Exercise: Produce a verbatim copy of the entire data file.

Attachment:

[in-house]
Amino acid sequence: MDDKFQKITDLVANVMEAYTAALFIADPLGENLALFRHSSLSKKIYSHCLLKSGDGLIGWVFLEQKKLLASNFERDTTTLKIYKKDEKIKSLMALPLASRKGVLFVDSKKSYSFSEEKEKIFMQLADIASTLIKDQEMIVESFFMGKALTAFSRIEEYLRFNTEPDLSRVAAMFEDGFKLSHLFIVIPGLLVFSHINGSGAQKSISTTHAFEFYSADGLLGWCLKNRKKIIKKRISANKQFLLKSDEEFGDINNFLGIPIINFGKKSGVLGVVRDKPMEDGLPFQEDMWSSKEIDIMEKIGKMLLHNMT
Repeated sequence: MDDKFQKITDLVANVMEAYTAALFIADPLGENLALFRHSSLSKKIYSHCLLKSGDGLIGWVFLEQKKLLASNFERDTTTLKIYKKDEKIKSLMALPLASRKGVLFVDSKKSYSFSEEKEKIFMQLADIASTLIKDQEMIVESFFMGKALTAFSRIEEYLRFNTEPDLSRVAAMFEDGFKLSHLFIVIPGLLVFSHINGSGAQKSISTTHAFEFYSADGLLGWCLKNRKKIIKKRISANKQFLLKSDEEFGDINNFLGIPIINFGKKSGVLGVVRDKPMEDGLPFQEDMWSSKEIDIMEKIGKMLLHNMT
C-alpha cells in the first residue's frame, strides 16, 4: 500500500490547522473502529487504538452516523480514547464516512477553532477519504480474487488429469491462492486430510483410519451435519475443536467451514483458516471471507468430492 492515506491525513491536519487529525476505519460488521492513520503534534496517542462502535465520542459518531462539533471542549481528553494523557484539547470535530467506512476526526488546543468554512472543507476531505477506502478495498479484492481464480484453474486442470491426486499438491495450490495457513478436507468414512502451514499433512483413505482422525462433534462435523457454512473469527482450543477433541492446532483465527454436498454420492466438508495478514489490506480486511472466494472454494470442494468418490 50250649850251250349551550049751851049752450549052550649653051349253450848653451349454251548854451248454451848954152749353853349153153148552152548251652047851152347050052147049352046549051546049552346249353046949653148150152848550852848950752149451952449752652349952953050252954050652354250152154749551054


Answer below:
[in-house]
Amino acid sequence: MDDKFQKITDLVANVMEAYTAALFIADPLGENLALFRHSSLSKKIYSHCLLKSGDGLIGWVFLEQKKLLASNFERDTTTLKIYKKDEKIKSLMALPLASRKGVLFVDSKKSYSFSEEKEKIFMQLADIASTLIKDQEMIVESFFMGKALTAFSRIEEYLRFNTEPDLSRVAAMFEDGFKLSHLFIVIPGLLVFSHINGSGAQKSISTTHAFEFYSADGLLGWCLKNRKKIIKKRISANKQFLLKSDEEFGDINNFLGIPIINFGKKSGVLGVVRDKPMEDGLPFQEDMWSSKEIDIMEKIGKMLLHNMT
Repeated sequence: MDDKFQKITDLVANVMEAYTAALFIADPLGENLALFRHSSLSKKIYSHCLLKSGDGLIGWVFLEQKKLLASNFERDTTTLKIYKKDEKIKSLMALPLASRKGVLFVDSKKSYSFSEEKEKIFMQLADIASTLIKDQEMIVESFFMGKALTAFSRIEEYLRFNTEPDLSRVAAMFEDGFKLSHLFIVIPGLLVFSHINGSGAQKSISTTHAFEFYSADGLLGWCLKNRKKIIKKRISANKQFLLKSDEEFGDINNFLGIPIINFGKKSGVLGVVRDKPMEDGLPFQEDMWSSKEIDIMEKIGKMLLHNMT
C-alpha cells in the first residue's frame, strides 16, 4: 500500500490547522473502529487504538452516523480514547464516512477553532477519504480474487488429469491462492486430510483410519451435519475443536467451514483458516471471507468430492 492515506491525513491536519487529525476505519460488521492513520503534534496517542462502535465520542459518531462539533471542549481528553494523557484539547470535530467506512476526526488546543468554512472543507476531505477506502478495498479484492481464480484453474486442470491426486499438491495450490495457513478436507468414512502451514499433512483413505482422525462433534462435523457454512473469527482450543477433541492446532483465527454436498454420492466438508495478514489490506480486511472466494472454494470442494468418490 50250649850251250349551550049751851049752450549052550649653051349253450848653451349454251548854451248454451848954152749353853349153153148552152548251652047851152347050052147049352046549051546049552346249353046949653148150152848550852848950752149451952449752652349952953050252954050652354250152154749551054